Using technology for what it is good for in order to generate indicators that can help people do what they are good at – pattern matching.
David Wiley’s long term goal is huge, difficult and expensive. You can read more about it on his blog. That goal is beyond the scope of our little indicators project. I think the aims for our project can be summarised as:
- Identify potentially interesting indicators from LMS usage data and some other institutional data (e.g. student characteristics etc.).
- Make that information available to students, teaching staff, management, support staff and researchers.
We aren’t likely to achieve all this at once, different folk will get it at different times.
- Engage in additional research around the indicators, how they are used, how they can be used and what they can tell us about learning and teaching.
- Return to step #1.
Cross platform and cross institution
Importantly, we’re aiming to/hoping for the project to identify, encourage and enable use of the indicators across different institutions and different LMS. As we progress, we’ll be looking for people interest in partnering with the project.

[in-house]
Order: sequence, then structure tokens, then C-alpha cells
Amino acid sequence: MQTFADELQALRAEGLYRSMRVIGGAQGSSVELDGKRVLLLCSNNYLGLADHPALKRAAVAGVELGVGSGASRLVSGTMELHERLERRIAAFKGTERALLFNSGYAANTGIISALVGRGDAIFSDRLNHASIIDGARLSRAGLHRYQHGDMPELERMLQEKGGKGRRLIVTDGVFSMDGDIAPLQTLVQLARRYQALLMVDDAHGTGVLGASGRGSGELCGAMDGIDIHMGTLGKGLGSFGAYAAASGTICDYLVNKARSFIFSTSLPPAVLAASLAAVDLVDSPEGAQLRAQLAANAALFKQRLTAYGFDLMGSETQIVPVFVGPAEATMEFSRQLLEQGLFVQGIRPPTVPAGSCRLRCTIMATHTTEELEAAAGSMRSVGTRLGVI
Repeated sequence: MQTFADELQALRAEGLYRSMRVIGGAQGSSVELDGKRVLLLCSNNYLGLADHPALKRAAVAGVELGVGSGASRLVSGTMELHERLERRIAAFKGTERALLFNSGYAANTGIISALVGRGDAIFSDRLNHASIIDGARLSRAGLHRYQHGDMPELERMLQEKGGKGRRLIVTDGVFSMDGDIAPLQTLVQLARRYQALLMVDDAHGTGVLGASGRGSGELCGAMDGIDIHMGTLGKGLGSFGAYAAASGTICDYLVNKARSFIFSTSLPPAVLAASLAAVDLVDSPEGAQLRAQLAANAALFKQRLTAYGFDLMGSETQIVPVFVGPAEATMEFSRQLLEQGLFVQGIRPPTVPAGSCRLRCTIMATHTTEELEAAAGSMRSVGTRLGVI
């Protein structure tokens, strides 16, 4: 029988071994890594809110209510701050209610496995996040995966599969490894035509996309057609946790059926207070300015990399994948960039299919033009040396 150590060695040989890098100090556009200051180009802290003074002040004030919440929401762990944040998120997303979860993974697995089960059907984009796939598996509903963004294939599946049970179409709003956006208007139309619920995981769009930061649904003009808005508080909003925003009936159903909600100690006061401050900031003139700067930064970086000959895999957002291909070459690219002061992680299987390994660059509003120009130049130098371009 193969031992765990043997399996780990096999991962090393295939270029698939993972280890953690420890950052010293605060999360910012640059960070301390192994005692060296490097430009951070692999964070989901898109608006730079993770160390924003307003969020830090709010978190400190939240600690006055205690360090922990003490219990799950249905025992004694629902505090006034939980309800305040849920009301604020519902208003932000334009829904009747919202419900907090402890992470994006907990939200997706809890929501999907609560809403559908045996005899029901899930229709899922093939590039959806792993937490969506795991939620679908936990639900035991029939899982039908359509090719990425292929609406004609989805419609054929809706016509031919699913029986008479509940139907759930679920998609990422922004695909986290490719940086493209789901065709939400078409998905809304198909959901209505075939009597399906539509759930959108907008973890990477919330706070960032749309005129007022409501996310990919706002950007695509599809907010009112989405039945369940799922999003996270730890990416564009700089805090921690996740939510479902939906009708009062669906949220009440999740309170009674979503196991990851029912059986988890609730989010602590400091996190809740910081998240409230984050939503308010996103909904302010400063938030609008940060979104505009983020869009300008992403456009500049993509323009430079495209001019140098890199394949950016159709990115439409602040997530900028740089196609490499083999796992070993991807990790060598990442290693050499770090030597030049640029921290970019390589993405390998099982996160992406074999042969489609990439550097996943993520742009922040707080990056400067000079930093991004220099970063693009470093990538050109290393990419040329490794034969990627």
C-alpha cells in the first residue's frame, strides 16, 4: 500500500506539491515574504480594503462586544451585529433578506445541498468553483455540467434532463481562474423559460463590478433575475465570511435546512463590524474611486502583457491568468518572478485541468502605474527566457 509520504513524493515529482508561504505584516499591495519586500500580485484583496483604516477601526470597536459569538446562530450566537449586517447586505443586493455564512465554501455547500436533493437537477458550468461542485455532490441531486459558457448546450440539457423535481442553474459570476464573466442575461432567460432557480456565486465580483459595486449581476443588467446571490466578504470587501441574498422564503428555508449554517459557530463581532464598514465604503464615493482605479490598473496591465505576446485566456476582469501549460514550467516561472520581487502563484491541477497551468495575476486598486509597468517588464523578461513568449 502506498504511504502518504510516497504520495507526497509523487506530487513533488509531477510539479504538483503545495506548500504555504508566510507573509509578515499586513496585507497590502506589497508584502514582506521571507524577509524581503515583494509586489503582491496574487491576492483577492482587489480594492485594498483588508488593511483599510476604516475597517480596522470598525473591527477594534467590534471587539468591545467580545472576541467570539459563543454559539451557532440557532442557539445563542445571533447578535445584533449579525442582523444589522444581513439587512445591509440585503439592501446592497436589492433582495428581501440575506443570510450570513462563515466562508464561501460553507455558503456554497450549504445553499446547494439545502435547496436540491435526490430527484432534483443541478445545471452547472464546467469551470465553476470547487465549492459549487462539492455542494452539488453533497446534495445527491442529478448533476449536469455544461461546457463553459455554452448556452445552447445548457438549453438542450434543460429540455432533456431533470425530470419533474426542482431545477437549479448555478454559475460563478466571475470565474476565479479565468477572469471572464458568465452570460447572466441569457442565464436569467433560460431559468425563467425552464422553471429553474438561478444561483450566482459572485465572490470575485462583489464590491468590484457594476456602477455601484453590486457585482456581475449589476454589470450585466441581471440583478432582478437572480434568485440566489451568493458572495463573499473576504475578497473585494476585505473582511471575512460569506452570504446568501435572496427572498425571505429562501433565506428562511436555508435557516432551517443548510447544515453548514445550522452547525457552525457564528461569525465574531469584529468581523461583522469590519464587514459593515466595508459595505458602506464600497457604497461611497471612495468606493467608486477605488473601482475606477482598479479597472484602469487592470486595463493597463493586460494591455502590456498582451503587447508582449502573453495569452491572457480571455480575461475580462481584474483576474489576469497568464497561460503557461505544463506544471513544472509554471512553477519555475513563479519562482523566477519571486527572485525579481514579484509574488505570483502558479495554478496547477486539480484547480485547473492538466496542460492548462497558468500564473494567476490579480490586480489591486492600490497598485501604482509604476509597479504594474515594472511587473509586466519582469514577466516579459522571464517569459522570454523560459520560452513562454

In an attempt to understand what we have to do and where the interesting work might be we developed the following graphical representation of the project.
Working from the bottom up, the figure includes:
- LMS and institutional specific data.
Each institution will have its own LMS and also some other data in the form of information about the students (e.g. age, country of origin, type of student) and the courses (e.g. discipline, number of campuses offered at etc.).
- We need to do some “research” to identify the knowledge necessary to effectively convert this institutional and LMS dependent data into something that is independent of LMS and institution.